April 14, 2013

Planting the Seeds of a Tree. ~ Sapha Arias

Source: via CriXOCa on Pinterest

When I first began my yoga practice, I walked into the studio with a need for something more.

I wish I could say I was seeking a deeper connection to myself, or that I was searching for truth and enlightenment, but no, all I was really looking for was one more class to add to my little roster of classes so that I could continue to tone up and lose weight.

Looking back on it now, it seems almost as if that person who walked into the yoga studio was not me, but some stranger, some poor, broken, lost person who had no idea what she really wanted in life. It seems like this, because that was exactly who I was.

I had spent the better part of my adolescence and post-adolescence in a state of constant panic and obsession over the way I looked and what number the scale had to present to me each morning, as if that one number could determine my entire worth by how low or how high it was from day to day.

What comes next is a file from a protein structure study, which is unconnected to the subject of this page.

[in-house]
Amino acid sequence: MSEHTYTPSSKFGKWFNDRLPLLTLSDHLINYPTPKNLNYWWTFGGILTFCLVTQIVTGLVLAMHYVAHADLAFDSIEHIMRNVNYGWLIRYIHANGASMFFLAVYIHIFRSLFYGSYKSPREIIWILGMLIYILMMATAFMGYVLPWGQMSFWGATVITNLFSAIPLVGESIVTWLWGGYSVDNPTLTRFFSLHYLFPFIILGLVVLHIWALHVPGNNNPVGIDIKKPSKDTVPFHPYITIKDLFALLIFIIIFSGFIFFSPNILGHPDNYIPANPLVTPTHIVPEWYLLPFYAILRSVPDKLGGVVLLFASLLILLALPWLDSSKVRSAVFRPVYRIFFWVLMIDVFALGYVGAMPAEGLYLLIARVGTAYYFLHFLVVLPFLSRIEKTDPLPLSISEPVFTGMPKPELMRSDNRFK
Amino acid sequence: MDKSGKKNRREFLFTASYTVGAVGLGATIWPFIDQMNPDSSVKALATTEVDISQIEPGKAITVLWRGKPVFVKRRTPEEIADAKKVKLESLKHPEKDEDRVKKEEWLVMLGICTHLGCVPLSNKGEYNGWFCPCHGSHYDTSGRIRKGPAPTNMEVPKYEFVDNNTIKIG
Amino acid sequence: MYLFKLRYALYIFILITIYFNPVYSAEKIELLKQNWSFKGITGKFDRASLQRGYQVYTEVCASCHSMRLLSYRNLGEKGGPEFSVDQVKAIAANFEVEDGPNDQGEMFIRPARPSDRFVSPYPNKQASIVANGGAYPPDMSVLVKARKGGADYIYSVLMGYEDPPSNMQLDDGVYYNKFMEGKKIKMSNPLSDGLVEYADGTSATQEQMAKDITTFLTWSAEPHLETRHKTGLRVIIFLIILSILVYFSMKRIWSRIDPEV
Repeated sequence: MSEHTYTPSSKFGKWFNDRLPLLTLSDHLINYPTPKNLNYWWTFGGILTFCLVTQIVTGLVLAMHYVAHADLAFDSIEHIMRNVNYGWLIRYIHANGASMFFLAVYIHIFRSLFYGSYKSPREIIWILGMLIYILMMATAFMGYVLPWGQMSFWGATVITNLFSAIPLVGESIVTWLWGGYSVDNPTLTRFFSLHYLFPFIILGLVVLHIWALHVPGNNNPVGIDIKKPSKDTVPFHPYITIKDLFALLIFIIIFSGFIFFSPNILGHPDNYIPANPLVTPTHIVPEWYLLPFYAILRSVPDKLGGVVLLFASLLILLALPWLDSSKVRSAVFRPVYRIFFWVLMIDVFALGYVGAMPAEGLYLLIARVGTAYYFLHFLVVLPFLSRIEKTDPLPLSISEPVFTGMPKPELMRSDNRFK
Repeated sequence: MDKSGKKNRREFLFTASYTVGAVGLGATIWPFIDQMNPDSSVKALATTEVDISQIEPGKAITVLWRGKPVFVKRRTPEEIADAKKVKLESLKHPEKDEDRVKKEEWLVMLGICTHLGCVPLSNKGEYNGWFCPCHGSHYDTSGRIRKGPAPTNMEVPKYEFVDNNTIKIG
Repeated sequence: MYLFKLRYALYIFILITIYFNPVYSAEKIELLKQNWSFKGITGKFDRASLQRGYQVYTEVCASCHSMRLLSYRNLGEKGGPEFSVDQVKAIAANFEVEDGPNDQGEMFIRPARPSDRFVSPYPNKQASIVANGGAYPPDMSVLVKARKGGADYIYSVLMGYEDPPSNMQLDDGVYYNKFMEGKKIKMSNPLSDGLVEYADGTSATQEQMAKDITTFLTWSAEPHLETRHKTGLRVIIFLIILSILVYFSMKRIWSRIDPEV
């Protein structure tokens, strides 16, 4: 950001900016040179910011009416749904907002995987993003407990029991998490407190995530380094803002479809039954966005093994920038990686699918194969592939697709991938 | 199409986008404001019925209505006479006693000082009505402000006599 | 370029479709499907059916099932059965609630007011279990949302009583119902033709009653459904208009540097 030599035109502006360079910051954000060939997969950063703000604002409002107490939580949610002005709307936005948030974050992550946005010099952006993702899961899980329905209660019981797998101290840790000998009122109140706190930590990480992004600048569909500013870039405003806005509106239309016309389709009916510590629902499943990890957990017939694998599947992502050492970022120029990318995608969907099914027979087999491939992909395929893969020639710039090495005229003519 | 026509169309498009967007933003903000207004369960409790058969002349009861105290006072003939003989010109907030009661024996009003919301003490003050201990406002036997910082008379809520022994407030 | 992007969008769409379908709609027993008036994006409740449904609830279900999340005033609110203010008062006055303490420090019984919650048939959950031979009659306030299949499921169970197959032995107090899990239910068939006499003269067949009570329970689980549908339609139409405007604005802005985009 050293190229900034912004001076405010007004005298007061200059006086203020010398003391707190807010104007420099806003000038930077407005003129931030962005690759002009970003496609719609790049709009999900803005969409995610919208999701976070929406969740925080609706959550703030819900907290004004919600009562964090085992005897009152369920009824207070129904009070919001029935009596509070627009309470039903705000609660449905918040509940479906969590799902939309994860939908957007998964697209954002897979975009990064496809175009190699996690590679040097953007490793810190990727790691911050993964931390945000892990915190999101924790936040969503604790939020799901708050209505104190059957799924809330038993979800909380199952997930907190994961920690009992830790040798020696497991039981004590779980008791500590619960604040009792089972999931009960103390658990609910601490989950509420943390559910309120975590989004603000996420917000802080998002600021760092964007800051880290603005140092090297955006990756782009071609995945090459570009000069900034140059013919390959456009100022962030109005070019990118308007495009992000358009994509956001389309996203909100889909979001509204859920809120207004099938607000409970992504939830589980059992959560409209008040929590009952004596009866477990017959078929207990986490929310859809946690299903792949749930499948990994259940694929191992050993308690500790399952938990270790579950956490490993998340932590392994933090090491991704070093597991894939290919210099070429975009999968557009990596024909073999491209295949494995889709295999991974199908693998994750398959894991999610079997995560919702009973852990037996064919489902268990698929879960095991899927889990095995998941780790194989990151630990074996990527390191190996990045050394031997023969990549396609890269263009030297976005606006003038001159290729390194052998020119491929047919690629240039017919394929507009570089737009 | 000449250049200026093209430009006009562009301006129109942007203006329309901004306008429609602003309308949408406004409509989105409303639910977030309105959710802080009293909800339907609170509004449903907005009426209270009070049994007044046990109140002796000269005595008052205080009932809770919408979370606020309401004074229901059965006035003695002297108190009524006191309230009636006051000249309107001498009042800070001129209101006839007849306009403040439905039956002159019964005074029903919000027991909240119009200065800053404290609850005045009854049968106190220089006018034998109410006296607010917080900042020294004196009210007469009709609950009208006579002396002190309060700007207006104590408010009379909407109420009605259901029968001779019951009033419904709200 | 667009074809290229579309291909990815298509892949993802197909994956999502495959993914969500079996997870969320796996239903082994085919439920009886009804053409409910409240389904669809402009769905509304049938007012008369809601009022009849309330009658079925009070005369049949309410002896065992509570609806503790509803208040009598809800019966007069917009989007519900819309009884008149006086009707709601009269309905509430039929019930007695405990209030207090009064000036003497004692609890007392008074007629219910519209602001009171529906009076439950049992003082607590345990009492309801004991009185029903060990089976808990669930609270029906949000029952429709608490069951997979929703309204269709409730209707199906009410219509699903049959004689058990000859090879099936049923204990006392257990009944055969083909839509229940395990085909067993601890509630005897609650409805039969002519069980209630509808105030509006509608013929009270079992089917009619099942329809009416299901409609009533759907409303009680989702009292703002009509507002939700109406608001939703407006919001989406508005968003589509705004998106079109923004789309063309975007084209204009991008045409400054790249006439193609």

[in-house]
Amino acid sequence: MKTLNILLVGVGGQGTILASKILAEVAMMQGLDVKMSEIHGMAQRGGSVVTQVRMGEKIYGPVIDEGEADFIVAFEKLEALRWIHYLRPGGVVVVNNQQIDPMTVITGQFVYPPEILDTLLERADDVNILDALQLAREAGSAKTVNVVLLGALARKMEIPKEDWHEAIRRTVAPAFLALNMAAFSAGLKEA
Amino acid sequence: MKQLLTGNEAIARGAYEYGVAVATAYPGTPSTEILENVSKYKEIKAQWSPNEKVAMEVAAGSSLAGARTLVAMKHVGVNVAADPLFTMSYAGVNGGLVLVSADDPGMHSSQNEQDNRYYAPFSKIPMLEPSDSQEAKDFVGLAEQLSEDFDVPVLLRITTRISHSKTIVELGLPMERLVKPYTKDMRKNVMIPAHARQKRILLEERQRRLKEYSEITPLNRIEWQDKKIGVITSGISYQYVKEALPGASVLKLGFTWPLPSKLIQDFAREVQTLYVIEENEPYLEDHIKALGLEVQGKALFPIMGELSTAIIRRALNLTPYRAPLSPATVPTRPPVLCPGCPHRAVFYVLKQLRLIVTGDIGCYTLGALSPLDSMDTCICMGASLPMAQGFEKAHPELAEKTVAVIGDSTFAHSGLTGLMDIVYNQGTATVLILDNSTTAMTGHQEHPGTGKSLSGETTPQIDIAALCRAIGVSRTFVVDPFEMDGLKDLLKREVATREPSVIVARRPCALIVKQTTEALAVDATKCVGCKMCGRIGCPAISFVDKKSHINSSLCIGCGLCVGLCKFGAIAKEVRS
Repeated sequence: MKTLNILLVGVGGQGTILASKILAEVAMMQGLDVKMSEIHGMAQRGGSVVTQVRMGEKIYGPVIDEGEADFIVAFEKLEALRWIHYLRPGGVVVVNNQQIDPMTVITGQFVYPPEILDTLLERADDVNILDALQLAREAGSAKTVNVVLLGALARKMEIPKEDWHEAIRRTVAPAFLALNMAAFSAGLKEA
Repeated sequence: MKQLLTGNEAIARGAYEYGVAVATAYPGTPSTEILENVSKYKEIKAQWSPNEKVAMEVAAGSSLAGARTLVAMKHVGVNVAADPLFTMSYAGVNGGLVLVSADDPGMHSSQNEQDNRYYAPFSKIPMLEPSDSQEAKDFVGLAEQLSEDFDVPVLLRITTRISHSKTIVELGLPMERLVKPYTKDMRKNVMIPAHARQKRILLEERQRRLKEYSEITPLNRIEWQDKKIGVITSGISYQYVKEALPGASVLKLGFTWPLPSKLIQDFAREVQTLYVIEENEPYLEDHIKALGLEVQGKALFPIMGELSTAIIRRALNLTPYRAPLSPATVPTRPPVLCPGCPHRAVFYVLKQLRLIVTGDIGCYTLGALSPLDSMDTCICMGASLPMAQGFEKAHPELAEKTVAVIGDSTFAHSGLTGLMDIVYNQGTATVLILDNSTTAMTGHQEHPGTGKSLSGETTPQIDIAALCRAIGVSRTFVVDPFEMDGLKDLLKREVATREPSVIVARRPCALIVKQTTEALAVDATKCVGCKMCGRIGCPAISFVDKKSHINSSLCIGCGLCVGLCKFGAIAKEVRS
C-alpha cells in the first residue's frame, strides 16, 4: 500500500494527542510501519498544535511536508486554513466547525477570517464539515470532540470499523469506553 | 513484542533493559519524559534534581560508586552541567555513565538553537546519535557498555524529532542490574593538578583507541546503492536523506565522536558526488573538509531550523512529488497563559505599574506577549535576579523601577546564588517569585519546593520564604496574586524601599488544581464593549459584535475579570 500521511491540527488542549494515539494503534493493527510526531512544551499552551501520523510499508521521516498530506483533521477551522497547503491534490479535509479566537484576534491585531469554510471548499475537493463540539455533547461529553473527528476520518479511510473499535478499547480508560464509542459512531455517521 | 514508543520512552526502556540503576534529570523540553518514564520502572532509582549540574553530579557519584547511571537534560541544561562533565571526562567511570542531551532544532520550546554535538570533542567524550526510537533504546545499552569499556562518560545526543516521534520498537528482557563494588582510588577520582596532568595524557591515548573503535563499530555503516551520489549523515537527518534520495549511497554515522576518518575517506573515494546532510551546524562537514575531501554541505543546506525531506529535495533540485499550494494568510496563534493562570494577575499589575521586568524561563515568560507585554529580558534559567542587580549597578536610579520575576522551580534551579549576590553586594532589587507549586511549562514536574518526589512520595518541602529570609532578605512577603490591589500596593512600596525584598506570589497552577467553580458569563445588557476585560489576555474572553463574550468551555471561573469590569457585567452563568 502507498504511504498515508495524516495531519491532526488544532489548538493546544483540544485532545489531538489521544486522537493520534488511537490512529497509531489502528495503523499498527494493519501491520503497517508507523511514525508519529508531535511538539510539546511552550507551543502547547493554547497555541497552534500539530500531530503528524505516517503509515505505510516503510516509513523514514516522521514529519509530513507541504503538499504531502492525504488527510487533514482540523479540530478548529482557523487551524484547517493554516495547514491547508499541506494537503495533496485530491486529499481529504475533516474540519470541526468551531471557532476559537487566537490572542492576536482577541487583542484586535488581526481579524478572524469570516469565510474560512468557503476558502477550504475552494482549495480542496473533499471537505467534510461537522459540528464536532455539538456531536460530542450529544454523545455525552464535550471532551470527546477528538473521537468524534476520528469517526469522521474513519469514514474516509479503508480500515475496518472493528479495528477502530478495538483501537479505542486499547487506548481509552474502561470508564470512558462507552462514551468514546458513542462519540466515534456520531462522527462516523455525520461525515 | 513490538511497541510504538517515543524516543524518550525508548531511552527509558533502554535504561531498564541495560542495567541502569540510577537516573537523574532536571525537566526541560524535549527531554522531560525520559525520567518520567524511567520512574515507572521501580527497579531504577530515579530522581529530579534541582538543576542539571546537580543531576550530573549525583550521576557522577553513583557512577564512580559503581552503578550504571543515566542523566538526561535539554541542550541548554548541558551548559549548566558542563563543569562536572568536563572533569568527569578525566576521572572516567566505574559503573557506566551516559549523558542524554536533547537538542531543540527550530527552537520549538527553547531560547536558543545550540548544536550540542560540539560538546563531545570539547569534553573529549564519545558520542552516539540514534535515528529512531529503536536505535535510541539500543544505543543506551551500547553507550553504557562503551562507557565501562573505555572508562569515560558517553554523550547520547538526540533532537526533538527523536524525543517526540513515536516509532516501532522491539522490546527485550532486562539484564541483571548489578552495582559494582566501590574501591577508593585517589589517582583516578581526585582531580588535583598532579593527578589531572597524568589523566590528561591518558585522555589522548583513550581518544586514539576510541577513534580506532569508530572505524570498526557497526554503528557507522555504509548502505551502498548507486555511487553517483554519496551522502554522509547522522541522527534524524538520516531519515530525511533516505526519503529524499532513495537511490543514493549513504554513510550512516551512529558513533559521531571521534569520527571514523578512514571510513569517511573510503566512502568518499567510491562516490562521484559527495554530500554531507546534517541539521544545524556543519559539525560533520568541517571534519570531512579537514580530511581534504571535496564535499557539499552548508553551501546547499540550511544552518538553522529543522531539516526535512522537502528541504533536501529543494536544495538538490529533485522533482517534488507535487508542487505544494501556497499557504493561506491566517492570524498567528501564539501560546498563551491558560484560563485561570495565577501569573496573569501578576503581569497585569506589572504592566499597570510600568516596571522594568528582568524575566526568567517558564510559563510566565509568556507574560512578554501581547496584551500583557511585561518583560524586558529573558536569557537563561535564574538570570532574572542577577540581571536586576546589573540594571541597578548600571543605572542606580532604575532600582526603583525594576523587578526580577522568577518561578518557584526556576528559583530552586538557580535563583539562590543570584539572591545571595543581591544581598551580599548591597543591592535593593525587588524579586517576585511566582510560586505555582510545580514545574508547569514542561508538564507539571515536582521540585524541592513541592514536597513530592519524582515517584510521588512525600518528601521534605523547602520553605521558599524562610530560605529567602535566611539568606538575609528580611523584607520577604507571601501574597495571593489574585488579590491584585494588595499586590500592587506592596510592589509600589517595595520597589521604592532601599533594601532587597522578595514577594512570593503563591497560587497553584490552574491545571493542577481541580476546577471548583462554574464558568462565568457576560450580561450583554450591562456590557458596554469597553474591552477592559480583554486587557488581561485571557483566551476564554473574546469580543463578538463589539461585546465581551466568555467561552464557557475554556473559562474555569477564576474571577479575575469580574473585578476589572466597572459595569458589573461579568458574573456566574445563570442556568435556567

I spent countless hours pinching fat and mentally yelling at myself for being so fat and worthless.

I would look in the mirror each morning and try to will myself to stop eating. I turned to laxatives and diet pills, which took a toll on my heart, and in the year 2003, at age 18, I underwent heart surgery to fix the atrial fibrillation I had brought upon myself in the search to become “model skinny”.

After the operation, I was told to take it easy, which meant no hard core drinking when I went to college, no caffeine, no smoking ever, no drugs ever (which, according to the doctor meant that should I ever go out with friends, my drink and food were never to leave my sight, and if they did, they were to be discarded in case someone had tampered with them) and no overdoing it by starving myself or taking anything dangerous to lose weight.